• How about Wal lStreet?
    I’ve found direct connections to a couple of TBTF (to big to fail-bailed-out) banks. Client Services Inc/Red Leaf Capital/Financial Services Solutions did/does highly questionable “third party collectons” for Chase, and Citi-bank. Many posts have been made by former employees.

    http://www.complaintsboard.com/complaints/client-services-inc-st-charles-molenexa-ks-office-lenexa-kansas-c352876.html#c1085833

    Bank of America had, or still has an office, same address, ph, as FIA Card Services. FIA has Consumer complaints that describe robos that begin with the typical “Hello, this is Rachel/Heather/Ann at cardholrder/account services SCAM!  

  • RachelsDaddy

    Maybe the Government isn’t in too much of a hurry to shut these buttheads down because it’s a source of income for them through the fines. That is if they ever collect on any of them…..

  • Socialmange

    Thank you for this series, it was fascinating, especially the explanation of the telecomm operation and business model.  I’m in Canada and have started receiving these calls, although a complaint to the Canadian version of FTCC seems to have stopped them.

  • KewlDawg

    All of the “Rachel” calls I still get, are from different numbers. Some of those numbers displayed on my Caller ID are from area codes that are not even in use.

    My belief now, is that these numbers are simply spoofed. Fake. And if they happen to be real, that’s just a coincidence (and makes the real owner of that number, an innocent victim).

    IMHO, reporting these fake phone numbers really does nothing to help stop “Rachel”.

    • Bill_Levinson

      They are spoofed. I even filed a complaint with my local police department for harassing phone calls, which was required for the phone company to act on them. The phone company can’t trace them either.

      You can’t (legally or as a practical matter) dispense broken bones as described above, but you can waste their time by pretending interest and then letting them wait on hold while you “go look for” your credit card. Wasted time is wasted money at their end.

      • Tom Larsen

        The FCC could shut this down with a simple rule change. Simply mandate that the telecom carriers are required to validate the CallerID digits on every call placed through the carrier, confirming that the CallerID matches a number that the originator owns. This puts the onus on the carriers to make sure they’re not acting as a profiting accomplice to the scammers in connecting the already illegal spoofed calls. Drop a $1000 per “spoofed call” fine on the carrier and give half to the victim reporting the crime. Carriers will then block these calls right after the point of origin. Do this, and you’ll have to rush to say bye bye to Rachel.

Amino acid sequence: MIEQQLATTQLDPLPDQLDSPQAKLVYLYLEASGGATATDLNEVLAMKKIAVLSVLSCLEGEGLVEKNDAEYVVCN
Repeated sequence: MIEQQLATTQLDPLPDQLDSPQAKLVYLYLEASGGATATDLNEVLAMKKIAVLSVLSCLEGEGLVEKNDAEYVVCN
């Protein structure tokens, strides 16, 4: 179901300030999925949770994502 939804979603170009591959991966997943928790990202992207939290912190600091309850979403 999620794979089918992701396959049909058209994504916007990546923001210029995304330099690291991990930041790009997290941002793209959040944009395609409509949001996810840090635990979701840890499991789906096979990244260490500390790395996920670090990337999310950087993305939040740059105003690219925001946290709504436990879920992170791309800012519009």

• brad tittle

          Caller ID is apparently a little bit fragile as it is. Mandating this may actually cause an increase in the effectiveness of Rachel because all calls out of your local phone district will not have a Caller ID and won’t be let through.

  • CharlieAdamsInKY

    Wanna stop this? Quit wasting time with injunctions, which these outfits can just ignore, and start dispensing broken bones – one additional bone for each additional violation.

  • p3orion

    Obviously, reporting them doesn’t work. Neither does pressing 3 “to be removed from the calling list;” that just confirms that there’s a live body at your number.

    The trick is to make it as unprofitable for them as possible. These cold calls are a numbers game: only a small percentage of the people called actually answer and press 1, and only a very small fraction of those actually do anything. Anything that slows down the process, wasting several minutes of time for “Rachel” and her friends, really eats into productivity down at good old “Cardholder Services.”

    So that’s your goal: waste as much of their time as possible, both to ruin the telemarketer’s “numbers” on the calls he’s placed (which will eventually get him fired) and to tie up the company’s phone line.

    Go ahead and answer and press 1 to speak to a live person. This is your victim. Let him read his whole script, while you pretend to be interested. That’ll already have his mouth watering, as most people won’t stay on past the first sentence or so. Finally, spring your trap: tell him it sounds interesting, and ask him to wait while you go collect your credit cards and bills. Then set the phone down and go about your day.

    Now you can let it go at that; you’ve already taken up a good bit of the telemarketer’s time, and it’ll take several more minutes before he gives up his dwindling hope that you’re ever going to return to the phone. However, he started this game, so you might as well have some fun while you’re winning it.